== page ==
She screamed a little when the drag starting buzzing but I told her that was normal and to wait it out before reeling in.
I secretly prayed that the Carp would not make a blazing run toward the weeds. It didn’t. It zigged and zagged but stayed out in relatively open water. It broke the surface a few times and the sight of the large, bronze fin was plenty of motivation for my wife to keep putting the pressure on.
Finally, she managed to turn the Carp and bring it to net. It was the biggest fish she had ever caught and the perfect ending to a perfect day.
Like I said, it was the kind of sight and experience that takes permanent residence in the memory and makes you smile just thinking about it.
Right then and there I decided that I am really fond of that watch.
And I also love this addiction called Big Bear Fishing.
One of the most common questions we, as urban flyfishers, get from our non-fishing friends is: “why?”
Why do we fish tiny ponds in overcrowded, noisy parks in the middle of the city?
Why do we venture out amongst the homeless, seedy or just plain crazy? (The three are NOT necessarily one and the same – don’t rush to judgment here).
Why do we get up way too early, creep around long after dark and fish with one eye always on the look out for gangbangers, thieves or unsympathetic cops?
Why do we not even think twice about squeezing through holes in fences, crawling through storm drains or scaling locked wrought iron gates to pursue our passion?
Why do we have fighting knives fastened rapid-deployment style to our pack straps yet carry giveaway food bars and pocket-size editions of the gospel of John within those same packs?
Why the heck would we be willing to tolerate all this stuff that seems so very foreign to the traditional concept of fly fishing?
Well, if a picture is worth a thousand words:
I love this addiction called urban fly fishin’
The weather is changing, the Days are getting longer, and the Bass are starting to switch over from the Spawn.
I’ve been over to Heartwell a couple of times over the last week or so, with an hour or two to fish in between work and other commitments. From this experience I can tell you two things; the Sunsets in Southern California are amazing and the Bass are switching from the Spawn to attack mode.
The other day I strolled up from the parking lot to find a few of the regulars fishing the lake, along with a couple of guys I had never seen before. I did a quick walk around scoping for beding fish, and keeping an eye out for roaming Bluegill.
After spotting quite a few Panfish in the shallows and a few Males still guarding fry, I decided to throw a size 8 Minnow imitation with a 5x leader, since the fish are still a little skiddish from being fished so hard.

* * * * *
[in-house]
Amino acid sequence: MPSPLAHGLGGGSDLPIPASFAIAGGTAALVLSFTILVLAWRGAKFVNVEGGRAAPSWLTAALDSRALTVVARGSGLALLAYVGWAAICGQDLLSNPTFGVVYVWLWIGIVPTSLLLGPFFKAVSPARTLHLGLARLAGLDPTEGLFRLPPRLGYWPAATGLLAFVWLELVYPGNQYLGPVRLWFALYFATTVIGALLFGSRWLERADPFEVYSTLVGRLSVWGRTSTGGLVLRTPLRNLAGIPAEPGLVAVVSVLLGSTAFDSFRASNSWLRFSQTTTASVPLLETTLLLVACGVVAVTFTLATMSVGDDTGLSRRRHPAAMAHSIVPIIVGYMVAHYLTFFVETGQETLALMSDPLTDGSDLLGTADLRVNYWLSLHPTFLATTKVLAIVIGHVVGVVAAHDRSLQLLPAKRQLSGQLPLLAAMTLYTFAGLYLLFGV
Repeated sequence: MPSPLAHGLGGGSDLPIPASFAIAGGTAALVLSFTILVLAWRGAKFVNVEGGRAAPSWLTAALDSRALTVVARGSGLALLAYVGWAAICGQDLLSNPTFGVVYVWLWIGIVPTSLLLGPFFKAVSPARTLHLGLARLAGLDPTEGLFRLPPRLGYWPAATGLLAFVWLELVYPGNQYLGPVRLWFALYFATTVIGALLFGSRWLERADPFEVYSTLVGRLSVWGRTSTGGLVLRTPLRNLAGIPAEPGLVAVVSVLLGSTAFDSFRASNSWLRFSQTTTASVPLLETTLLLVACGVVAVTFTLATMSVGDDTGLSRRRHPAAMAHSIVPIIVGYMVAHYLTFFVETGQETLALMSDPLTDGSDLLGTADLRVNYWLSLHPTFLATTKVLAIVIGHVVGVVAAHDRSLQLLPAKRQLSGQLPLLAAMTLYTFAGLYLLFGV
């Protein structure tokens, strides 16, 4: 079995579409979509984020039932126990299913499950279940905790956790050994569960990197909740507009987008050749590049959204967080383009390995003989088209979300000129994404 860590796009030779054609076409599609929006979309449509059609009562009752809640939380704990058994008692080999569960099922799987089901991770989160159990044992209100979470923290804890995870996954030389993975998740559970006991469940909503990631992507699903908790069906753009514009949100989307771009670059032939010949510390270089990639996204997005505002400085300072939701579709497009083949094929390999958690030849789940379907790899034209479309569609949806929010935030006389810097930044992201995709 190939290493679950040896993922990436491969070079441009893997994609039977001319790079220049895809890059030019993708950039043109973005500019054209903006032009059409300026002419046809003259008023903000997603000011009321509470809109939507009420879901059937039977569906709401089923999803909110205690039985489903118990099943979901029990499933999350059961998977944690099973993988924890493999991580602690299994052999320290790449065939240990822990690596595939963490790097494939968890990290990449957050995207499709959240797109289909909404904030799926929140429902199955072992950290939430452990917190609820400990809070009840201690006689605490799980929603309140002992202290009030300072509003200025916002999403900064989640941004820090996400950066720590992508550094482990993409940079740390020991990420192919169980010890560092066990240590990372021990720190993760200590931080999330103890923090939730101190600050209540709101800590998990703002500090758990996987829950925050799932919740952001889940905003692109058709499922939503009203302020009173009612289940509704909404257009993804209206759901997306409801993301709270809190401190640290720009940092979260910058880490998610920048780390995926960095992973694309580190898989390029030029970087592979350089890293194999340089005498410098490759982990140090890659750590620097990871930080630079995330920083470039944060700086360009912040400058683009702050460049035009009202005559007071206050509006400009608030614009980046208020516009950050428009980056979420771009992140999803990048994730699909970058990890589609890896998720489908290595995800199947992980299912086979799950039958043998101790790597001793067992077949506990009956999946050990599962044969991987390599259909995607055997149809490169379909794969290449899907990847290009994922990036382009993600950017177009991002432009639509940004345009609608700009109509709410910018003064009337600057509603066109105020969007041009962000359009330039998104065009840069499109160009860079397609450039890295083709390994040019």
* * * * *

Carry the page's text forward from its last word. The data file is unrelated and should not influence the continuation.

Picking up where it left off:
After a couple of casts I had a decent 1 1/2 Pound Male off a bed and a couple of Juvies sitting on structure.
I decide to move over to the other side of the lake and started talking to Juan (a regular Conventional Guy at the Lake), when I heard the all too familiar grunt of a Bass Guy setting the hook on a baitcaster. So we walked over to see what all the commotion was about, and the guy was hooting and hollering about being stuck on something (running back and forth trying to get his lure free).
We both noticed he was pulling in on a lot of line, and then it dawned on us that he had a Carp on the other end.
I sat there watching him as he struggled to bring the fish to the surface, realizing he was going to need my net. After about 15 minutes the mammoth beast was in the net (well only half of it would fit) and he had just caught about a 15 pound carp.
Not super long, but one of the thickest ones that I have ever seen, and with the yank of his lure he had foul hooking the fish in its fin. After a couple of glory shots the behemoth was back in the water, none the worse and I think that was the most excitement I’ve has watching a Conventional guy catch a fish!
Late last week, my fishin’ buddy, Sean sent me a text about an hour after I had had the same thought: “smmr nd ner, bttr hit LAr this wknd or 2 L8” which translates to “The end of the Summer fishing season is near, we better hit the L.A. river this weekend or it will be too late.”
Perhaps it was some unconscious thing we each felt from years of watching for the subtle changes in our seasons or perhaps we had each felt the constraints (read that as anxiety) that comes with shortening days, but in any event, we both seemed to sense that change was in the air and we might not have another chance to brown-line the Los Angeles River before the first rains of the seasons flooded the channel — changing the bottom terrain and washing fish and vegetation downstream so as to render unproductive the spots we had worked so hard to learn.
That being said, I texted back, “Sun aftr 3rd” which translates to “ Let’s hit the river on Sunday afternoon after church.” (more or less).
Sunday couldn’t have cooperated any better. The air temp was pleasant. The winds were light. The lush summer growth of saplings on the sand bars provided plenty of shade and, best of all, there were virtually no other anglers at our target site. In other words, urban fly fishin’ at its best.